I was about seven years old when an unusual man of God spoke at the midweek service of the small church my parents were attending. His name was Howard Goss, and I will never forget the impression he left on my young heart. He was a huge man with a bald head and hands the size of baseball gloves. I never paid much attention to Bible preachers back then, but this man captured my interest. This large, gentle minister radiated something I had never felt before.
Howard Goss didn’t rant and rave to make his point. Nor did he use any emotional gimmicks as he delivered the Word of God. He simply explained the truths of Scripture in an easy conversational tone. But he also conveyed an unusual sense of the blessing of God, a fact I grew to appreciate much later in life.
I had been in the ministry for about six years when I visited the city of Manila in the Philippines to speak at a large church celebrating its anniversary. As I browsed in the pastor’s study before the service, I noticed a book written by Howard Goss many years earlier. He had died since I had last seen him, but I still vividly remembered the impression he made on me.
The pastor noticed the book I was leafing through and abruptly exclaimed, “You know, his son goes to church here.”
“What, here in Manila?” I asked.
“Yeah, he lived away from God for many years, went through a divorce, and ended up in the Philippines. He’s married to a Filipino woman, and their two boys go to church with him all the time.”
There was plenty of time before the service began, so I asked if I could meet him. Within minutes a tall, hulking, middle-aged man walked in-the exact double of his late father, complete with the large, balding head and huge hands. I was stunned by the uncanny resemblance. As we sat and talked, I explained my interest in knowing more about his dad. He told me about his father’s conversion, long years of preaching ministry, and beautiful marriage. Then he opened up to me even more:
“Even though I drifted away from God, I never could get away from my parents’ prayers,” he told me. “The farther I strayed, the more they interceded for me. Dad was always seeking God. I would so often see him on his knees in his study. His heart was so sincere before the Lord that I couldn’t take being around him when I was living so terribly. One night he and Mom prayed a long time for me and waited up until I got home from my carousing.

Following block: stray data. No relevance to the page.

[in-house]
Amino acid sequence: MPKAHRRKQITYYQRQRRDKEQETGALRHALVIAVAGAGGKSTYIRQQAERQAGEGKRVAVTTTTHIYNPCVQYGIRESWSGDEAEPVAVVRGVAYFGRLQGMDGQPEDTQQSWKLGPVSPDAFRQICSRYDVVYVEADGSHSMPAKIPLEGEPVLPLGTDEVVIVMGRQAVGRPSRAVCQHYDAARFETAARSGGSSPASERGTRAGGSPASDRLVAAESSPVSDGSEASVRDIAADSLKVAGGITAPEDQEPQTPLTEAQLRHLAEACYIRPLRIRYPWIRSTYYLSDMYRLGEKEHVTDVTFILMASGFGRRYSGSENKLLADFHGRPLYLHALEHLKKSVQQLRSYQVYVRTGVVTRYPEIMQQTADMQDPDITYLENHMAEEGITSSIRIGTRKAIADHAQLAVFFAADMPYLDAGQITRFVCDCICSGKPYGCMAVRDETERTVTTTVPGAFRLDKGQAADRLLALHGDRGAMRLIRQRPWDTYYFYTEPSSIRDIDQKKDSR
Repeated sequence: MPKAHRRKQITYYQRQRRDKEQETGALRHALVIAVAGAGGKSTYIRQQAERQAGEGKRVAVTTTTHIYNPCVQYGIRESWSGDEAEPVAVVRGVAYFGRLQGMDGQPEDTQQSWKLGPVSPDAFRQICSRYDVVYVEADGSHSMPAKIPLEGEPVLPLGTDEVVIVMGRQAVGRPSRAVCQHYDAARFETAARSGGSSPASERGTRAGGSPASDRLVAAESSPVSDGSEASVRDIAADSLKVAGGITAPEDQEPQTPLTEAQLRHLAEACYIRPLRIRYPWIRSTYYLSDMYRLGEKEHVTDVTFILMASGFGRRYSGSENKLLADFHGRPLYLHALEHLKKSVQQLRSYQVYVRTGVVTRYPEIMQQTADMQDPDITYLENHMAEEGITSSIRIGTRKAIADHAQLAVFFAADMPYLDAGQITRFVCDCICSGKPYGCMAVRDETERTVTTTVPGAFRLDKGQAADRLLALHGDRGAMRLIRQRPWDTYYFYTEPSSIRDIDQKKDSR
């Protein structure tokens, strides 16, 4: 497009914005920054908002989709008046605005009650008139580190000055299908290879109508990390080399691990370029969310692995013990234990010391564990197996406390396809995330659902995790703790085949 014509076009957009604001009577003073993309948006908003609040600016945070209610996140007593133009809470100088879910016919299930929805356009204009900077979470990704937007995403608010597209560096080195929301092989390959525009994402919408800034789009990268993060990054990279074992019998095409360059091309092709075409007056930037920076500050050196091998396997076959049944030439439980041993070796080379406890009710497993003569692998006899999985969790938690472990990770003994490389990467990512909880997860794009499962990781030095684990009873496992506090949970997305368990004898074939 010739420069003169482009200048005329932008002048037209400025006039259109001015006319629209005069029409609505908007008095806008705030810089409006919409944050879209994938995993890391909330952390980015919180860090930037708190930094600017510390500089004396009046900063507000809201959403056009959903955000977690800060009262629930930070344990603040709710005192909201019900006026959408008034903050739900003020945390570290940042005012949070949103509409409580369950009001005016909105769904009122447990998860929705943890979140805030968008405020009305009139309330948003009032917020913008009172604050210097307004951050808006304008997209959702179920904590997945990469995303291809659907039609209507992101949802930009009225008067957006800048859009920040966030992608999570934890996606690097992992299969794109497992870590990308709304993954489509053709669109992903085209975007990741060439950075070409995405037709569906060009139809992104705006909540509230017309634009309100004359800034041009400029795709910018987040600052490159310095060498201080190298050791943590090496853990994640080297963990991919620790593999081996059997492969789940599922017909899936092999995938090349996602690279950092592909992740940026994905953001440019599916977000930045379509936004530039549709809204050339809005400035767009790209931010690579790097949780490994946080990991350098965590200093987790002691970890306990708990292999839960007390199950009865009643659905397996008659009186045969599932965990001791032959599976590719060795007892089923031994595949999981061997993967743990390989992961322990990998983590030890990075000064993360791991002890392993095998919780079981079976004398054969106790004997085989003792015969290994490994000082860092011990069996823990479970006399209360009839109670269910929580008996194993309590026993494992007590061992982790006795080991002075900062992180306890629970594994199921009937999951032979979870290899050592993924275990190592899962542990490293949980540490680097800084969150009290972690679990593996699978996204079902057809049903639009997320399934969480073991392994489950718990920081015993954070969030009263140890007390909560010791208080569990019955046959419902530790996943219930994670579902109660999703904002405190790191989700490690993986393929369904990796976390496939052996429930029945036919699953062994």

“‘Son, you’re coming back to the Lord!’ They said. ‘God assured us in prayer tonight that it’s just a matter of time. Hallelujah!’ And they were right, as usual. I ran for a long time, but the Lord just got me into a corner and that was it. I surrendered my life back to him years ago, and my two boys are now fine young men of God. I just wish my dad had seen with his own eyes the answer to his prayers. “You know, Pastor, my dad really walked with God. He was so unusual compared to most of the ministers I saw while growing up. He was quite famous in his circle of churches, and everybody wanted him to speak, especially at those huge summer-camp meetings. He was a good writer and became an elder statesman to a multitude of younger preachers and congregations. But all the acclaim and popularity, all the invitations and compliments, never affected him except to make him more humble before God.
“I’ll never forget one big camp meeting up in Canada when I was a kid. Every famous preacher was invited, and the crowds were tremendous. Our family arrived a day early, and the leaders were making out the schedule for the speakers. Meetings were held all day long-morning, afternoon, and night-and the visiting preachers all wanted to speak during the night rallies when the crowds were largest. The preachers actually jockeyed around, hoping to get the biggest meetings for their preaching assignments.
“Suddenly one of the leaders asked where my father was. He was in the prime of his ministry and was highly respected by everyone.
They wanted to consult with him, but no one seemed to know where he was. They finally heard that he was last seen in the kitchen and dining hall area, so I went with them to find him.
“They could scarcely believe their eyes when they got to the kitchen. There was my dad on his hands and knees scrubbing the floor with some of the other workers!
“‘Brother Goss,’ they said, ‘what are you doing here? We’re making out the preaching schedule and wanted to know your preference.’
“‘Oh, brothers,’ my dad replied, ‘you’ve got so many good preachers here that you don’t need to worry about me. But I found out that they’re short of help here in the kitchen so I thought I’d lend a hand.”‘
Tears welled up in our eyes as the son reminisced about his father, whose godly heart had left such a deep impression on so many.
“My dad was sure different, Pastor;” he said. “He was the real thing. His heart was so humble before the Lord that he had a special power in prayer and in preaching. The Lord was really with my dad.”
Cymbala, Jim. The Life God Blesses. Grand Rapids, Michigan: Zondervan, 2001, p. 82-86.